Wednesday, 5 September 2012

Lotus Root Soup – Old Faithful

Lotus root has made regular appearances on my dinner table for as long as I could remember. Depending on the technique of cooking, it could be crunchy, or soft as yam, or even powdered to become a drink.  Lotus powder has such high starch content that it is even used as a thickening agent.

The lotus is a versatile food source: every part of the plant can be used for some purpose, or cooked and eaten. In my family home, lotus root is eaten in many forms – stewed, in soup, as fried fritters, as fresh juice, as a snack, and even as health food. In fact, it was even a part of a medical recovery diet for one of my relatives, who suffered from tuberculosis back in the 60s. It may just have been an old wives’ tale, but he recovered and lived to a ripe old age!

I always yearned for a hot bowl of lotus root soup when the weather turned cold. Over the years, I have also accumulated more than a dozen recipes on making a bowl of yummy lotus root soup. Here is one of them.

Lotus Root Soup

Water                          2 litres
Lotus root                   300 g, cut into chunks
Dried oysters              15 g, soaked for 30 mins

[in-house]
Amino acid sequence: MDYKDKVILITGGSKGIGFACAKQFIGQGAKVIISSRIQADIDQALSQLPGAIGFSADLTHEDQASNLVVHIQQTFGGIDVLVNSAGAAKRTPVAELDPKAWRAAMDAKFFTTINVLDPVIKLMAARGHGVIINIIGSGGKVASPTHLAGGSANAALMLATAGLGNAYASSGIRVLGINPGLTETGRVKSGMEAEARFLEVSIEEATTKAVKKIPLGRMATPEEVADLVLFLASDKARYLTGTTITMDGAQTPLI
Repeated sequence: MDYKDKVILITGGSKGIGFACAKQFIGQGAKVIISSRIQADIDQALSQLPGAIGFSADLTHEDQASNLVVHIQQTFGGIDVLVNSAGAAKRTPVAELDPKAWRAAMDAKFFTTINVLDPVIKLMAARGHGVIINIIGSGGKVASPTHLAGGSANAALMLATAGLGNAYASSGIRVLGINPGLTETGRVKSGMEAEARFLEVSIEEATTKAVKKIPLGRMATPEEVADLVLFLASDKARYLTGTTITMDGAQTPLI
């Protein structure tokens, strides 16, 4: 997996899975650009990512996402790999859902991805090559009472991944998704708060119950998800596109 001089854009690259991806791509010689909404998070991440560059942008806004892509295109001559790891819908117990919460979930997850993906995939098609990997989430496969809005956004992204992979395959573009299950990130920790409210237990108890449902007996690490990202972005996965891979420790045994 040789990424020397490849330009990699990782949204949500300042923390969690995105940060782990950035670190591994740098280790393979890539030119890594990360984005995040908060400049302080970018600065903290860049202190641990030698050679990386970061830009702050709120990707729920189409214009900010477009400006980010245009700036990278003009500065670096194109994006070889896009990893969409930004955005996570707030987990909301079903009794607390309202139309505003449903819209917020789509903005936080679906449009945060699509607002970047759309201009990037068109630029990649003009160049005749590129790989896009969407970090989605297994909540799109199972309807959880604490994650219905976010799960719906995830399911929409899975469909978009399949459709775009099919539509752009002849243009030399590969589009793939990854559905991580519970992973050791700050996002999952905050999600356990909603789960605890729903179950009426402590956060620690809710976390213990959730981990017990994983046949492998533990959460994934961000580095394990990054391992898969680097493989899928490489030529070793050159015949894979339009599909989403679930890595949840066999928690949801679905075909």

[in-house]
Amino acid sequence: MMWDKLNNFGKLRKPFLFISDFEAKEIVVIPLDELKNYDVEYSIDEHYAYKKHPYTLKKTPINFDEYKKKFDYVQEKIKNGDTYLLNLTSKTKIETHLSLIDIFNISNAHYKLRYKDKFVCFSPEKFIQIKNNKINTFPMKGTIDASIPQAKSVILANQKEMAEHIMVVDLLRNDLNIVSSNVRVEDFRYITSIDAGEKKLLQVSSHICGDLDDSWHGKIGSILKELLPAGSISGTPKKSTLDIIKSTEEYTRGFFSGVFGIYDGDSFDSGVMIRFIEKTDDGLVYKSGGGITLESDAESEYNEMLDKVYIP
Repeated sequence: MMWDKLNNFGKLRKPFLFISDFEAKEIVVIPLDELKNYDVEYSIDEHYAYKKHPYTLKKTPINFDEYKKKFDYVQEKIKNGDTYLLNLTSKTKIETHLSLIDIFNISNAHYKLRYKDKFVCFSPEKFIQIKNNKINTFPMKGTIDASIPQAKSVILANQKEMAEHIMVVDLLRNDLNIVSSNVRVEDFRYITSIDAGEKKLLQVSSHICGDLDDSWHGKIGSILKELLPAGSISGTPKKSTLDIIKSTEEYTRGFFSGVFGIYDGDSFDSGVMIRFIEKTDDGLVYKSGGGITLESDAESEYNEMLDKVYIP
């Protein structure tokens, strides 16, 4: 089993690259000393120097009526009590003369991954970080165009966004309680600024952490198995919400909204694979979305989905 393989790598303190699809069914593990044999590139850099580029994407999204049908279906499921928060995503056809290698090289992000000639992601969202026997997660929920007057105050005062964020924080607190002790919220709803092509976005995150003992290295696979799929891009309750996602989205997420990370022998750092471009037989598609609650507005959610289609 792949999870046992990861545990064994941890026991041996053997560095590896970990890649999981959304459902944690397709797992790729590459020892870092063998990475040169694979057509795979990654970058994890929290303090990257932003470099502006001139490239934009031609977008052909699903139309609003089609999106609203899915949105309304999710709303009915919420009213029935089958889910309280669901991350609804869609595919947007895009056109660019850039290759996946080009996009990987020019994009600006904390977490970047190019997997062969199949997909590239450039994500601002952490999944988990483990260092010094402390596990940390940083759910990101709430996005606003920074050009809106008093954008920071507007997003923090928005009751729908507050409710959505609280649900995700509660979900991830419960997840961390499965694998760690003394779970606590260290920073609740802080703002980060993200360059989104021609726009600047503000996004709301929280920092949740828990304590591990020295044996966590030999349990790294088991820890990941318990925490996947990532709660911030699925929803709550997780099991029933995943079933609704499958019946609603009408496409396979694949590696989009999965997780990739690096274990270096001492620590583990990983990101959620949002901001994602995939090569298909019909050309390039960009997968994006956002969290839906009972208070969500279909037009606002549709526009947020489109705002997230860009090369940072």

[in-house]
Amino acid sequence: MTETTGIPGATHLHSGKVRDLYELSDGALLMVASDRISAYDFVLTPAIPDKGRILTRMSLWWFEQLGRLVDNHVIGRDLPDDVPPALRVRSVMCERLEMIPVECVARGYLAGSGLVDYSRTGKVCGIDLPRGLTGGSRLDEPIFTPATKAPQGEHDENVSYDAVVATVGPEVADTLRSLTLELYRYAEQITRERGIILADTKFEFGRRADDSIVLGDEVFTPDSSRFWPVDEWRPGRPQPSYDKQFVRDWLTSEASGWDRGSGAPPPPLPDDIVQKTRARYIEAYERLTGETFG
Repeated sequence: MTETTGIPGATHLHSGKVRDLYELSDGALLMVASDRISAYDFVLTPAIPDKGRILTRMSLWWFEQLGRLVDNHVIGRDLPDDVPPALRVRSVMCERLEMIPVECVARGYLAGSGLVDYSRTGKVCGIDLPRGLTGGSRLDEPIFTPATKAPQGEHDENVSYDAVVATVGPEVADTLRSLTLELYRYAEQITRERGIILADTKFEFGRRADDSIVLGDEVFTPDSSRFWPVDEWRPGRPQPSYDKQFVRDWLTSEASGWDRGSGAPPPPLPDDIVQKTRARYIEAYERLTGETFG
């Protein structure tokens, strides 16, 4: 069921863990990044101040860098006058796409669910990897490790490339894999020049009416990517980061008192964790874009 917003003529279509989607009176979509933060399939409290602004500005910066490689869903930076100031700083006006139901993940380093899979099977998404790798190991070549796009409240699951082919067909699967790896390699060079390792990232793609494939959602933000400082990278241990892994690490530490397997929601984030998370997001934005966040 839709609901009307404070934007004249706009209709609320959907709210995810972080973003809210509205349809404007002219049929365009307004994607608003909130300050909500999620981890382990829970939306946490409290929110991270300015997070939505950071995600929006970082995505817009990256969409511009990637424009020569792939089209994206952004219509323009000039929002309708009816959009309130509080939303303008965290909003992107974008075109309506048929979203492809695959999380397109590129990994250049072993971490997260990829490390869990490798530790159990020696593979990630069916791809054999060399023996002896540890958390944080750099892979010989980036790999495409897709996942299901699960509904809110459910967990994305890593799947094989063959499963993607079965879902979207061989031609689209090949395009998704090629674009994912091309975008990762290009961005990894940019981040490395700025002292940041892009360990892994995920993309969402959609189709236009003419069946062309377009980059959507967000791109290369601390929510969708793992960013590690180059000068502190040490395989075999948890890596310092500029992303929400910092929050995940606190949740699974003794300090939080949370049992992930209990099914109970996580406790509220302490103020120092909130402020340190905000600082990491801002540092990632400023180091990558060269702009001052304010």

Wolfberries                 15 g
Dried red dates           10 g, soaked for 30 mins
Red beans                   20 g, soaked overnight
Pork ribs                      400 g, blanched and washed
Chicken feet                250 g, blanched and washed
Salt                              1 tbsp
Light soy sauce           ½ tbsp

  1. Place lotus root, dried oysters, wolfberries, and red beans in room-temperature water and boil.
  2. Add pork ribs and chicken feet and continue to boil vigorously for 15 minutes. Remove any scum that surfaces.
  3. Cover the pot and simmer for 2 hours.
  4. Add salt and stir until it dissolves. Taste and adjust the salt accordingly.
  5. Before serving, turn off the heat and add light soy sauce.

Note: Dried oysters may be substituted with dried octopus.


  1. I like this dish. but its hard to cook at home. hard to wash off all the mud!

  2. @FoodieFC: Just use a toothbrush to scrub off the mud or there are those already cleaned ready for cooking.

  3. I noticed red beans in the bowl and in the list of ingredients. How do the red beans add to the taste and flavouring of the soup? So far, has not come across red beans in the lotus soups I had.

    1. According to the yin/yang philosophy in food, lotus root and red beans add warmth to oneself during the colder season. The red bean also gives an extra depth in taste as well.